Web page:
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What pool pros need to know about weighted energy factor pump regulations

By Scott Petty

The upcoming U.S. Department of Energy (DOE) regulations for pool pumps will change the industry more than any other issue in recent memory.
The upcoming U.S. Department of Energy (DOE) regulations for pool pumps will change the industry more than any other issue in recent memory.

The upcoming U.S. Department of Energy (DOE) regulations for pool pumps will change the industry more than any other issue in recent memory. All manufacturers—domestic and foreign—must comply with the regulations that go into effect on July 19, 2021. Products made before this date can be sold throughout the channel, and existing inventory does not need to be returned.  However, all pumps made after this date must meet the new DOE energy efficiency criteria.

These requirements are based on a new metric named weighted energy factor (WEF). WEF is the first industry-wide efficiency metric and will naturally impact both international and Canadian markets as well. The new WEF rating will be physically labelled on most pumps imported into the market after July 19, 2021, which will allow users to easily compare energy efficiency to other models. As consumers are becoming more educated on performance and the total cost of ownership of a pump purchase, WEF is an easy way to evaluate and compare the energy efficiency of pool pumps and will cultivate a new standard for evaluating efficiency worldwide.

DOE-compliant pumps provide the same installation and performance requirements needed to successfully operate pools and spas while delivering significant energy savings and noticeably quieter operation, too.

Background

A new way to measure pump efficiency.
A new way to measure pump efficiency.

Pool pumps often consume the second largest amount of household energy after heating and air conditioning and, as a result, have been part of pool efficiency measures for some time. The origins of WEF can largely be traced to the California Energy Commission’s (CEC’s) Appliance Efficiency Regulations, often referred to as ‘Title 20,’ that have been in place for pool pumps for more than a decade. While Title 20 prescriptively requires the type of pump motor used (two or more speeds for 1.0 total horsepower [HP] and above), it also requires manufacturers to provide data on each listed model including energy factor, which is the ratio of flow divided by power and where higher is better (more efficient). Energy factor is effectively how much water (flow) a pump can provide for a given amount of energy consumption.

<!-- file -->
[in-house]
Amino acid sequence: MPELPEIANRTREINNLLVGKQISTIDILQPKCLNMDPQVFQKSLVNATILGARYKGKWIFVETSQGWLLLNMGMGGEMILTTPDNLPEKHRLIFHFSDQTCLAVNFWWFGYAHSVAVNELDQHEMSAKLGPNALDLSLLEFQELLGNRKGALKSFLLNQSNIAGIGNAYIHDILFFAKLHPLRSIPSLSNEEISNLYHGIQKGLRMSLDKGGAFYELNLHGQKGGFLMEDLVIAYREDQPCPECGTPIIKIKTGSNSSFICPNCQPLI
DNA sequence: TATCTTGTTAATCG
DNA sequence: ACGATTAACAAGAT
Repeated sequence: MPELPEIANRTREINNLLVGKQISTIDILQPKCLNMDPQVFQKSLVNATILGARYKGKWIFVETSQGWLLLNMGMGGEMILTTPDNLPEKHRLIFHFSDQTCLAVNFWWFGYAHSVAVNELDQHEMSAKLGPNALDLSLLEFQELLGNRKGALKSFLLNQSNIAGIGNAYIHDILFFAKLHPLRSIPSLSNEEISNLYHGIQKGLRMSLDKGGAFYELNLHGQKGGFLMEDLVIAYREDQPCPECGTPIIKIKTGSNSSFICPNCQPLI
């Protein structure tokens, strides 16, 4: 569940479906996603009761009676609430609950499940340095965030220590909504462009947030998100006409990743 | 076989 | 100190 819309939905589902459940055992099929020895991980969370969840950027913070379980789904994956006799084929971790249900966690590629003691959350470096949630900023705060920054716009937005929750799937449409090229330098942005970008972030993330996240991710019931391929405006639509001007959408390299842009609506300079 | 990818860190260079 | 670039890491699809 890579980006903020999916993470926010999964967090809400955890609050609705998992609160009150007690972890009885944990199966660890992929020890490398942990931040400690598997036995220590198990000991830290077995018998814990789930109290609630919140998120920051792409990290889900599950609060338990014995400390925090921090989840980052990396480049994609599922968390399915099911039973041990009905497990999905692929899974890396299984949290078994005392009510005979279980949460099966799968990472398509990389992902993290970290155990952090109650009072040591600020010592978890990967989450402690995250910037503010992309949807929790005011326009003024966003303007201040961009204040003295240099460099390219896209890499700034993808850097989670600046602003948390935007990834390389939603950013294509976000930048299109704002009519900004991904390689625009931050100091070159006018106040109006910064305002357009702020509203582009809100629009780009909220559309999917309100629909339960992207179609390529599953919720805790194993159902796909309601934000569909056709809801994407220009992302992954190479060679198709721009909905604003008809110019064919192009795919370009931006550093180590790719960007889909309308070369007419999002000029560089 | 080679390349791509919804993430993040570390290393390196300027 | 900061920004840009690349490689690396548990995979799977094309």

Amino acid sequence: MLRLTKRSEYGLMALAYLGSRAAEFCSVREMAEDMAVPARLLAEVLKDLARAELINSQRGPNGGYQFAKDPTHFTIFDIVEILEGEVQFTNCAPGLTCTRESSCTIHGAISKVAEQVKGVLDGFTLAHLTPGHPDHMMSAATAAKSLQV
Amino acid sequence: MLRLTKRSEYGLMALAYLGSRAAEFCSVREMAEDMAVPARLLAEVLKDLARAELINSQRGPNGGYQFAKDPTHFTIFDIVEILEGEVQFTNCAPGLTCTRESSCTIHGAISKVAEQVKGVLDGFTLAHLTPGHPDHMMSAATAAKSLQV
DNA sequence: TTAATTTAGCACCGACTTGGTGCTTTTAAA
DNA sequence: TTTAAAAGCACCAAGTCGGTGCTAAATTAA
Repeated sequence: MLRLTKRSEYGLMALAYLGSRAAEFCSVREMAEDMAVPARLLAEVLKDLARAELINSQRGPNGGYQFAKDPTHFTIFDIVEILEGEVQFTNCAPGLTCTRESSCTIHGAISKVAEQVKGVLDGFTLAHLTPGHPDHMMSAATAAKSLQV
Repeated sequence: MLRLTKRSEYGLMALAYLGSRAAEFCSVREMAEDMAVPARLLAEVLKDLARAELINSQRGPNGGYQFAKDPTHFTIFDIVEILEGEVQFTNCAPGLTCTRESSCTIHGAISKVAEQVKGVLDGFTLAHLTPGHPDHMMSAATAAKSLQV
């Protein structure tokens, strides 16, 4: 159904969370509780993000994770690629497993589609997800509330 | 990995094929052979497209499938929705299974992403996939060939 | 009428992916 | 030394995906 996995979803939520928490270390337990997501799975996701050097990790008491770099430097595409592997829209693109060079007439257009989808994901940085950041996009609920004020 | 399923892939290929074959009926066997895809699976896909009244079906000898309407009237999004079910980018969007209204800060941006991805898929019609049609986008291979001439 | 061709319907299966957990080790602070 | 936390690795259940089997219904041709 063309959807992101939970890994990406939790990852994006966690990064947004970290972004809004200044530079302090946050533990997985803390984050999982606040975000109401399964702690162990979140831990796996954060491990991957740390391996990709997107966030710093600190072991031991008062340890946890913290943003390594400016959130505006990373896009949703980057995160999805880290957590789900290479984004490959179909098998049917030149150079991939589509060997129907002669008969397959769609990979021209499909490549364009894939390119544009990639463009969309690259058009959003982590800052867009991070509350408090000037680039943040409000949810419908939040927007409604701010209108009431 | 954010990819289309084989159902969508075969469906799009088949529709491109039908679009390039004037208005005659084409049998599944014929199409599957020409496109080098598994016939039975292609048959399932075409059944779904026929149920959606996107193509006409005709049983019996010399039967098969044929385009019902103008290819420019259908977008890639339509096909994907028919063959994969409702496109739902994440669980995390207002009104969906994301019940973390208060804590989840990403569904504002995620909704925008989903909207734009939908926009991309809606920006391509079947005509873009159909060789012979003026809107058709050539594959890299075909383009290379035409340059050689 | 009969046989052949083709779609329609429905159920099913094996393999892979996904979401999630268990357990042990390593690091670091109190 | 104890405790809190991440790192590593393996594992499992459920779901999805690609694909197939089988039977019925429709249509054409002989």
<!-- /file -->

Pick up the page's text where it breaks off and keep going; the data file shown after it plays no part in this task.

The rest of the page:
The development of the DOE regulation started in 2015, and it was soon noted that energy factor, while useful, could be a misleading value as there are no limitations on how it is measured. For instance, it could be calculated at a speed that delivers an impractical flow such as 38 litres per minute (lpm) (10 gallons per minute [gpm]) or less. This led to the development of WEF, which is the weighted mix of energy factors at different speeds along with minimum flow requirements. The WEF for a single-speed pump is the same as energy factor, since there is only one speed at which to measure. For two-speed and variable-speed pumps (VSPs), WEF is weighted at 80 per cent of the low speed energy factor and 20 per cent of high speed.

Similar to other industries

Home energy useMany other industries use minimum efficiency requirements and have, in turn, developed efficiency metrics that are a key factor in product selection. Notable examples similar to WEF are miles per gallon (mpg) for vehicles or seasonal energy efficiency ratio (SEER) for air conditioning units. Mpg is a vehicle’s efficiency and is calculated by dividing the distance driven by the amount of fuel consumed. The further one can drive on a tank of gas, the more efficient the vehicle. Air conditioning (AC) units now have a SEER calculated by dividing the amount of cooling produced (British thermal unit [Btu]) by the amount of electricity (watts) used. The more cooling produced by a watt of electricity, the more efficient the AC unit.

Both mpg and SEER are based on a standard set of conditions to assure consistency in measurements and, in turn, comparisons between products. This means the base product is efficient, but its actual energy consumption is determined by usage—the energy bill depends as much on what temperature one sets the AC as the SEER rating. Under the same conditions, a pool  pump with a higher WEF will save more energy—and money—than a pump with a lower WEF. There is no doubt manufacturers will strive to improve their WEF efficiency ratings as product technologies and innovations continue to evolve and move forward.

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